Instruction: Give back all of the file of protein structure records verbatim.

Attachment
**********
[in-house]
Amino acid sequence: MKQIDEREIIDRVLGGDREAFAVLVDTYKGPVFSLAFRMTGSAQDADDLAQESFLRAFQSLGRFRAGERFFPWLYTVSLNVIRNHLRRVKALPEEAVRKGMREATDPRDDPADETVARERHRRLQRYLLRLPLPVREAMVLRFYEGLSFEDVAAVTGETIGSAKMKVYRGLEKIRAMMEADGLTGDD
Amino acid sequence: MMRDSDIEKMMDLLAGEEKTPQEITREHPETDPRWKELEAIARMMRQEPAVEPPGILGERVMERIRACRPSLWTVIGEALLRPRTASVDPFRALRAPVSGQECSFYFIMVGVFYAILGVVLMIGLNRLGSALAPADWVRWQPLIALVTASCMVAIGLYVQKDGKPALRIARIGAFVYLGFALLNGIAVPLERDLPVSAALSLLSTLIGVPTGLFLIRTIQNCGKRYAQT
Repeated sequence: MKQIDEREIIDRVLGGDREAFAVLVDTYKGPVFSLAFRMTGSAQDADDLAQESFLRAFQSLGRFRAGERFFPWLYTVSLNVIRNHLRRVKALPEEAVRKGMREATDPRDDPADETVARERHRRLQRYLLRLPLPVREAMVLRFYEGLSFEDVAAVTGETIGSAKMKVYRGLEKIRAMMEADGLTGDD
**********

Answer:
[in-house]
Amino acid sequence: MKQIDEREIIDRVLGGDREAFAVLVDTYKGPVFSLAFRMTGSAQDADDLAQESFLRAFQSLGRFRAGERFFPWLYTVSLNVIRNHLRRVKALPEEAVRKGMREATDPRDDPADETVARERHRRLQRYLLRLPLPVREAMVLRFYEGLSFEDVAAVTGETIGSAKMKVYRGLEKIRAMMEADGLTGDD
Amino acid sequence: MMRDSDIEKMMDLLAGEEKTPQEITREHPETDPRWKELEAIARMMRQEPAVEPPGILGERVMERIRACRPSLWTVIGEALLRPRTASVDPFRALRAPVSGQECSFYFIMVGVFYAILGVVLMIGLNRLGSALAPADWVRWQPLIALVTASCMVAIGLYVQKDGKPALRIARIGAFVYLGFALLNGIAVPLERDLPVSAALSLLSTLIGVPTGLFLIRTIQNCGKRYAQT
Repeated sequence: MKQIDEREIIDRVLGGDREAFAVLVDTYKGPVFSLAFRMTGSAQDADDLAQESFLRAFQSLGRFRAGERFFPWLYTVSLNVIRNHLRRVKALPEEAVRKGMREATDPRDDPADETVARERHRRLQRYLLRLPLPVREAMVLRFYEGLSFEDVAAVTGETIGSAKMKVYRGLEKIRAMMEADGLTGDD